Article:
6. Party people!- Have you ever wanted to hang around someone because they were fun and had a positive attitude?  Conversely, have youMidnight Madness July 2012ever wanted to hang around people because they were constantly negative?  Don't be "over the top", but a positive attitude goes a long way in promoting your business.  In addition, businesses that are "joiners" in fun events typically can draw more interest.  A musical instrument store typically doesn't carry a lot of "impulse buy" items, but they can open for late night shopping events because the "lookers" they generate will turn into "buyers" down the road.  People that don't participate often have consumer's ask "why".  And, in today's gossip laden world, "why" is filled in with speculation rather quickly (and it's rarely positive).  Click HERE for tips on creating a negative free zone in your business.


7. Resource wranglers– Remember when we said that businesses can get totally consumed with what's going on within their four walls?  Well, that mind set can put you in an awkward situation with customers.  If you are downtown during a large event and a consumer asks "what's going on", greeting them with a blank stare may make them wonder what else you don't know.  If a customer asks about area resources, places they can eat, other shopping locations, upcoming events or other common questions about the community, your staff can enhance a customer's experience simply by knowing what is going on.  If you don't have a product, you should have some local options in mind (and by local, I mean in proximity to your business), if someone asks for an item that you don't carry and don't have a substitute for.  If you send someone out of town, guess where their next shopping trip starts?


8. That was sooooo easy-  People are busy.  If you want to stand out in someone's mind, make their day as easy as possible.  "Let us takeNegativity Free Zone  care of that for you" should be in every business person's vernacular.  Shipping, wrapping, research, ordering or simply finding a quick answer to a customers question can make someone's day easier.  When you take the time stress out of customer interactions, you can build a solid vocal advocate for life.


9. Follow up!-  So, you've done all the things listed above and you still are having a hard time breaking through to customers.  Have you ever thought about contacting them?  Keeping a detailed customer list can help you contact your customers with new products and services.  Creating frequency helps develop customer loyalty and increased sales.  Some of my favorite businesses contact me before my anniversary or a couple of weeks prior to my wife's birthday with a list of "thing's she will love".  Where do you think I end up shopping?  Banks can personalize investment options for customers with growing families.  Attorneys can call in business clients for a "check up" on different services they can offer to help a business safely grow.  Restaurants might call a patron when something extra special comes on the menu (or they may send a personalized e-mail with pictures and recipes.)  The point is that your customer list is your most valuable marketing tool to increase traffic and generate more sales IF you follow up. Making the extra effort to contact customers individually makes your business or organization stand out. Don't have a customer list?  Start one today!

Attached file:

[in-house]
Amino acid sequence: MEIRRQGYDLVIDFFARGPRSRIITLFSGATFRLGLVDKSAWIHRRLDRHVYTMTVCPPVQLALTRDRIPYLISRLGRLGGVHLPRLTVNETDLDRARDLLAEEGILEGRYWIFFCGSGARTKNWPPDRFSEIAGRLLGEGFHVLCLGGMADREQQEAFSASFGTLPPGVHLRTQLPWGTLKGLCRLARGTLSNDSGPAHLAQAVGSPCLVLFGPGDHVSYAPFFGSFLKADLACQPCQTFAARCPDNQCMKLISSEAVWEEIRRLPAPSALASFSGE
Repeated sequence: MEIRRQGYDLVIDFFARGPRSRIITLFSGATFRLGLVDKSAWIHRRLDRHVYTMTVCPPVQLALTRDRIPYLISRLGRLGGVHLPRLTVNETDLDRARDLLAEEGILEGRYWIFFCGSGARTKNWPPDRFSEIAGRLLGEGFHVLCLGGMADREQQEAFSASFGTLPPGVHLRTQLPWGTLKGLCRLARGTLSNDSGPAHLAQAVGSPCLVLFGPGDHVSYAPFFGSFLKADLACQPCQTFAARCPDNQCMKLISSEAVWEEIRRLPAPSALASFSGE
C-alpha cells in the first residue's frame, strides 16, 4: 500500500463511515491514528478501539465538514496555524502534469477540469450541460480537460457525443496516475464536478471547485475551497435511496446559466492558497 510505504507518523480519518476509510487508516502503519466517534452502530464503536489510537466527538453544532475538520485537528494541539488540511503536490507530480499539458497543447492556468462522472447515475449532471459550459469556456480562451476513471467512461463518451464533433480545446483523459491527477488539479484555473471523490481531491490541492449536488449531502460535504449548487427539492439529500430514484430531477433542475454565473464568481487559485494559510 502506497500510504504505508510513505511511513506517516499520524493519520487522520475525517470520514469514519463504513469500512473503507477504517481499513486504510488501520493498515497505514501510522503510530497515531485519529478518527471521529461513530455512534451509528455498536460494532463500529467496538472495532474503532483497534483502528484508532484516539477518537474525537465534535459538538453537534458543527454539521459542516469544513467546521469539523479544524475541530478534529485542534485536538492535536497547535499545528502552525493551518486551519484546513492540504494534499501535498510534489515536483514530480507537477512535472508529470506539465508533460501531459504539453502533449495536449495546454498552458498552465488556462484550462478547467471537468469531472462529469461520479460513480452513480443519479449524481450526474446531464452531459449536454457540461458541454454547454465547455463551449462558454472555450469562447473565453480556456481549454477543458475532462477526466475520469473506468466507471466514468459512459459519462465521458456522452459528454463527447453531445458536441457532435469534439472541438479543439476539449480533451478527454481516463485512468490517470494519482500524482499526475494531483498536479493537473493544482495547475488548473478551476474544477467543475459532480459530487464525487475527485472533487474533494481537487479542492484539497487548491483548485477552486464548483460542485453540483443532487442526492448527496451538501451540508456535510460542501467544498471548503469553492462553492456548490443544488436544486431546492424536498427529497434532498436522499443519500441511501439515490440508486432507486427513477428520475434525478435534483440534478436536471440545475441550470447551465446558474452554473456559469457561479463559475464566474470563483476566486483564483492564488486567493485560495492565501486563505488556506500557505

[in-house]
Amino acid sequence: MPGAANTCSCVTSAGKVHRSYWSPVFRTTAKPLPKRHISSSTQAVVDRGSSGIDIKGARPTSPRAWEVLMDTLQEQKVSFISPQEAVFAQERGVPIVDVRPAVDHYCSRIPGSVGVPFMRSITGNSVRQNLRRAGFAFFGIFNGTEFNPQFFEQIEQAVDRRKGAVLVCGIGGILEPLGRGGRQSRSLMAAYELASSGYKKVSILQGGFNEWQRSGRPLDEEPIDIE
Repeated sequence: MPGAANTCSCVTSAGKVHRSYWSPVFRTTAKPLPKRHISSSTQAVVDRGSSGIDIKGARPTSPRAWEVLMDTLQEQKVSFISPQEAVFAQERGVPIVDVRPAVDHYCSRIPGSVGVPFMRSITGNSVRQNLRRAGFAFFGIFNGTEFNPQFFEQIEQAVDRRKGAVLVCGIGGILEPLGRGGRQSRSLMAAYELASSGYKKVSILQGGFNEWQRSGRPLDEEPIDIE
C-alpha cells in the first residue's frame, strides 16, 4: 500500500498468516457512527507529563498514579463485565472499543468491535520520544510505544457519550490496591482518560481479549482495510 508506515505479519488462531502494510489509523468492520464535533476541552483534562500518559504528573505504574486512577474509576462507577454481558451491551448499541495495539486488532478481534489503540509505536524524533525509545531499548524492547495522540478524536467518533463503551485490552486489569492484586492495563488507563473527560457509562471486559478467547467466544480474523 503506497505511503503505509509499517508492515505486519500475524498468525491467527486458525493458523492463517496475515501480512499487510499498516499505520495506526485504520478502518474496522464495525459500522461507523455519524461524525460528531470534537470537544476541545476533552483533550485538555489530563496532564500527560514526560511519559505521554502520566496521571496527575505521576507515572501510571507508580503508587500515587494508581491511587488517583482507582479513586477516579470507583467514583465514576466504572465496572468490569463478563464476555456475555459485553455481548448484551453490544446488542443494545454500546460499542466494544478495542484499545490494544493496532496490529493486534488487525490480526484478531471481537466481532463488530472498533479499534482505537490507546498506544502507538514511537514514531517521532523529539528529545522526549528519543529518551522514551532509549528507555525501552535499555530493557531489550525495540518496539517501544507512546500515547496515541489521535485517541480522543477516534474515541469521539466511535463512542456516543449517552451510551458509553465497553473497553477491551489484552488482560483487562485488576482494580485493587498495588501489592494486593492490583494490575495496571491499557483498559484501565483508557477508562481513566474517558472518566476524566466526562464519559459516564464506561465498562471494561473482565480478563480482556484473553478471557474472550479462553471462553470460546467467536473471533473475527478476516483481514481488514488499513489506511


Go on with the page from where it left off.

Did you notice that not one of the suggestions included price?  Creating strategic price points is important, but if your "go to" moveKansas Main Street Logoto attract customers is discounting, you will attract people that want discounts.  Instead, look at some other options and ways you can compete!  Choose something, anything, from this list and make a plan to implement it this week.  We all get swamped with the everyday aspects of our business, but if we make the commitment to do a little extra on a weekly basis, we can create a situation where we have more customers, more sales and we can start to get off the "lack of resources" hamster wheel.  What are you going to do this week to improve your business?  Do you have suggestions that aren't part of the list?  Share your favorite ways to "get noticed" with Emporia Main Street and we will recognize your tips in future issues (and place a link to your business in the process).  Simply send your tip to [email protected] .

About the Author

Casey Woods, Executive Director

Before accepting the director position in March of 2009, Casey worked in both retail and agricultural jobs in the family businesses. A lifelong resident of the Emporia Area, Casey was a ten year volunteer for Emporia Main Street prior to his appointment as director. During that time he served as the board president and chair of the Economic Vitality Committee.

Casey also serves as a partner in PlaceMakers, LLC, a consulting firm that routinely works with both large and small communities, and their businesses, to promote sustainable economic growth through community and economic development practices. Casey consults with businesses, organizations and communities to understand their market capacity and fill vacant spaces. He has been involved in two projects that included crowdfunding as a part of their overall business funding strategies, Radius Brewing and Twin Rivers Winery & Gourmet Shoppe.


Leave a Comment